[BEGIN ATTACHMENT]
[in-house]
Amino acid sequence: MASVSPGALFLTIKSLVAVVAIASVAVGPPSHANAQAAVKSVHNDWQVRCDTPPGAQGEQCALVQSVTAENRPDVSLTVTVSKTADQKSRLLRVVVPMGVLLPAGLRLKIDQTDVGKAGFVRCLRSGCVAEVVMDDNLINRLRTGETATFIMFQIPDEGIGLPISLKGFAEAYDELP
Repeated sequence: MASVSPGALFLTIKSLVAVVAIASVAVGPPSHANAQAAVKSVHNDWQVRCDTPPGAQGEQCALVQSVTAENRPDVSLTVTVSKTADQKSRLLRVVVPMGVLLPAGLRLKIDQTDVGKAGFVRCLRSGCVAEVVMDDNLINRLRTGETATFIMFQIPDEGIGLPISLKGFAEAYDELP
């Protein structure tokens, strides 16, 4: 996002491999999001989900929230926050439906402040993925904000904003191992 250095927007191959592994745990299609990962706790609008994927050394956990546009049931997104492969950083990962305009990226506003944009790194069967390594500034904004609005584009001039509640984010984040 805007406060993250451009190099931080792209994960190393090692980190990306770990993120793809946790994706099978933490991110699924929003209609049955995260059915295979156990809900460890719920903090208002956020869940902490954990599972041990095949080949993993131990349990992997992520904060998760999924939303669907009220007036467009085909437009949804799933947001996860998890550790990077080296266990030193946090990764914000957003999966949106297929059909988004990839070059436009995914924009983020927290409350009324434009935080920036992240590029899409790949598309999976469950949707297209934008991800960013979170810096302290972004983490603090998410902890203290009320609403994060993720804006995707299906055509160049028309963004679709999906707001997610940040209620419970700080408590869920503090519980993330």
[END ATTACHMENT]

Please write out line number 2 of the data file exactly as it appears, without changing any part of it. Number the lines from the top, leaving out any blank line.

Amino acid sequence: MASVSPGALFLTIKSLVAVVAIASVAVGPPSHANAQAAVKSVHNDWQVRCDTPPGAQGEQCALVQSVTAENRPDVSLTVTVSKTADQKSRLLRVVVPMGVLLPAGLRLKIDQTDVGKAGFVRCLRSGCVAEVVMDDNLINRLRTGETATFIMFQIPDEGIGLPISLKGFAEAYDELP